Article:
Comparison of carvedilol and propranolol for secondary prophylaxis of variceal bleed in cirrhotic patients
Background: Portal hypertension is predominant sequelae of liver cirrhosis. Carvedilol and propranolol are used to decrease portal pressure which in turn prevents reoccurrence of bleeding episodes in cirrhotic patients diagnosed and treated for upper gastrointestinal bleeding. Only scarce data is available regarding effectiveness of carvedilol and propranolol as prophylaxis. The aim of this study was to compare the effectiveness of carvedilol and propranolol to prevent reoccurrence of bleeding in cirrhotic patients.
Patients and Methods: This quasi experimental study was conducted at the Department of Gastroenterology, Shaikh Zayed Hospital, Lahore, Pakistan from November 2016 to October 2017. Patients suffering from chronic liver disease and had first experience of bleed due to esophageal varices identified and treated on the upper gastrointestinal (GI) endoscopy were included in the study. Demography and Child-Turcotte-Pugh (CTP) class were recorded. In order to prevent reoccurrence of bleeding, these patients were randomly allocated prophylaxis treatment groups comprising 75 patients each; Group A (carvedilol 6.25 mg BD) and Group B (propranolol 20mg TDS) for 6 months. Assessment for bleeding episode (if any) and decrease in hemodynamical parameters like pulse rate (PR), mean arterial pressure (MAP) and portal vein flow (PVF) were assessed after 3 and six months intervals. Drug A or B was considered effective if there was no clinical evidence of re-bleed (melena/hematemesis and drop in hemoglobin levels) and decrease in hemodynamical parameters were observed. Data was entered and analyzed using SPSS version 20.0.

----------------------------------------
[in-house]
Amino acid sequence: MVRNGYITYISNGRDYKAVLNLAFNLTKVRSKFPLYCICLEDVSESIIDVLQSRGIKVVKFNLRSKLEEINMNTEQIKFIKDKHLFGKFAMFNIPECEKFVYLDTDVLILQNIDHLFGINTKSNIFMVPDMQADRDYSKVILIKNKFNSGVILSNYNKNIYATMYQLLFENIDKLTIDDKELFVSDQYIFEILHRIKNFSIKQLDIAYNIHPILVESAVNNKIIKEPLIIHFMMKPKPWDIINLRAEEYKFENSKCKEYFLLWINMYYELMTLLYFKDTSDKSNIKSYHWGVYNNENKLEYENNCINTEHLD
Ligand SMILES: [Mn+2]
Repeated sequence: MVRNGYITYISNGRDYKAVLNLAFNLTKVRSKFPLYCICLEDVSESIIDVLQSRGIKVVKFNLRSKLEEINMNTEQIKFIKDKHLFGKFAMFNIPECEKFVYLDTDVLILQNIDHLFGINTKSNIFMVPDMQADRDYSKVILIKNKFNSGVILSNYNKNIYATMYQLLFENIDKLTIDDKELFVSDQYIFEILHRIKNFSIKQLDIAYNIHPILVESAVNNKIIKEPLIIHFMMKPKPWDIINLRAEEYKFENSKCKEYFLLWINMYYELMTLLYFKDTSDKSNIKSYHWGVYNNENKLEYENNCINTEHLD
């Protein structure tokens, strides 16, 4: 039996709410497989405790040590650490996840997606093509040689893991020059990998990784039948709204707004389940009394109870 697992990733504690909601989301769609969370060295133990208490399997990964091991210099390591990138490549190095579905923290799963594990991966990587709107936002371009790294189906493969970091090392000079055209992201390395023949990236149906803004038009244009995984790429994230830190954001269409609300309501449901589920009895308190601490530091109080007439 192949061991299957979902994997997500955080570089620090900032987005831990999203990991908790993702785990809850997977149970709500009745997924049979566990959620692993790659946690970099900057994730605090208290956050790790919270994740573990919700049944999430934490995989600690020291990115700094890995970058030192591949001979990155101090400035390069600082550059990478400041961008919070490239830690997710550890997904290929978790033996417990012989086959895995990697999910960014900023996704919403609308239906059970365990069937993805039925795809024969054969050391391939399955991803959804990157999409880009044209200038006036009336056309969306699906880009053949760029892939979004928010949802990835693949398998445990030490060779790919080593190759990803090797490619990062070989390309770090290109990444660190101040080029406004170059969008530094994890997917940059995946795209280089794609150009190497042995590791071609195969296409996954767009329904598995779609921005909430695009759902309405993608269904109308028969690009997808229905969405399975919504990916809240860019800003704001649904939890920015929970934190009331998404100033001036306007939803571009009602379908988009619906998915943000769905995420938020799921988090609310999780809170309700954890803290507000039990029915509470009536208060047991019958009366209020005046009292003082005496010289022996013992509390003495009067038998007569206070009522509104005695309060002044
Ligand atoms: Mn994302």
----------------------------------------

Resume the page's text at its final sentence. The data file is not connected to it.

Results: Out of 75 patients in each group, 45 (60%) were male in group A and 48 (64%) were male in group B. There was no significant difference in terms of gender, age and CTP class in both groups. Recurrence of upper GI bleeding was seen in 15 (25.3%) patients in group A as compared to 32 (42.66%) in group B (p < 0.05). Significant reduction in mean arterial pressure (MAP), heart rate and portal vein flow (PVF) was observed in group A at both 3 and 6 months (p-value< 0.05).
Conclusion: Carvedilol when compared to propranolol is better in all parameters measured in this study to reduce portal pressure and decrease bleeding episodes.
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